Senate Majority Leader Robert C. Byrd (D-W.Va.) yesterday suggested that the administration delay the [WORD ILLEGIBLE] submission of its controversial Middle East-arms sales package in hope that discussions underway among some senators might resolve "sticking points" about the proposal.

While declining to identify either the senators or the precise aspect of the arms package they are discussing, Byrd said that with a delay of four or five days, "some of the problems might be talked out before blood is shed" on the Senate floor.

The administration has proposed selling Israel 75 F16s and 15 F15s, selling Saudi Arabia 60 F15s, and selling Egypt 50 F5Es. The F15s and F16s are among the most advanced jet fighters in the U.S. arsenal.

In order to nullify the powerful Israel lobby's fierce opposition to what would be America's first large arms sale to Arab nations in years. President Carter has proposed the sale as a package that must be approved or disapproved in its entirety.

Byrd wante the administration that to insist on the sales as an all-or-nothing package deal would be ill-advised.

"I doubt it there was this insistence on a package, whether it would fly," he said at his regular Saturday press conference. "I think there has to be a recognition that these are separate sales and proposals."

He said there is no legal basis for linking the sales, and that Congress can disapprove the whole package or any part of it.

Nevertheless, Byrd said, there is support in the Senate for the idea of warplane sales to each of the three Middle Eastern nations.

"The Saudi have been our friends there," he said, helping to hold down oil prices, acting as a restraining influence on Egyptian President Anwar Sadat, and contributing to regional stability.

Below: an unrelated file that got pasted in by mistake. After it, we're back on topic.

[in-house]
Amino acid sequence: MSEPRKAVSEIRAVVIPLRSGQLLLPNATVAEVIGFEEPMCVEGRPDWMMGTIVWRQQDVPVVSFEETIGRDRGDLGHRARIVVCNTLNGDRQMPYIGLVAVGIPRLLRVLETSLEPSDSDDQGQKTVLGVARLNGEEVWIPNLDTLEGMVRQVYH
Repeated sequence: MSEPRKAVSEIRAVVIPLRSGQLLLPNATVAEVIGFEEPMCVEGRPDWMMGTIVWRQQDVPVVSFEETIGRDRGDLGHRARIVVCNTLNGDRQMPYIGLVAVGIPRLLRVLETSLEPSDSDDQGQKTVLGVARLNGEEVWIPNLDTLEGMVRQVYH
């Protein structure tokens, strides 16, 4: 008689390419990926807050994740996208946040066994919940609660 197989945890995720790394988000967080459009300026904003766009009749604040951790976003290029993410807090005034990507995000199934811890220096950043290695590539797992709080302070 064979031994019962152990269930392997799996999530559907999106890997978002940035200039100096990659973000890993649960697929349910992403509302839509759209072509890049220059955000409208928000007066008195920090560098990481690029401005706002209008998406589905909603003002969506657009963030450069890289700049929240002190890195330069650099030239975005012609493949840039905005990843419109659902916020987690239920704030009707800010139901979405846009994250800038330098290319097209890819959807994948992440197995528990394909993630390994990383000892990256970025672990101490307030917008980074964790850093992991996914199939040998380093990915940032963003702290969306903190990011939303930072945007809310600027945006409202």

Saudi Arabis has its own border problems with Iraq and Ethiopia, Byrd noted, and could buy fighers from France it turned down by the United States.

On Byrd's advice, the administration agreed to delay formal notification of the proposed sales until after the Senate completed its debate on the Panama Canal treaties. The notification has been expected this week.

After the formal notification, Congress has 30 days to consider the sales. Both houses must vote against them to prevent them from going through.

Meanwhile, Byrd served notice to the administration that the heat of the Panama Canal debate was nothing next to the fire he expects if the Senate debates a strategic arms limitation treaty.

"It's a far more important treaty than the Panama Canal treaty was," he said. "This treaty goes to the vital interests of the United States. The Panama Canal treaty didn't."

Byrd said the Senate's agenda between now and October includes the labor law overhaul bill, the budget resolution, the energy bill and the proposed tax cut.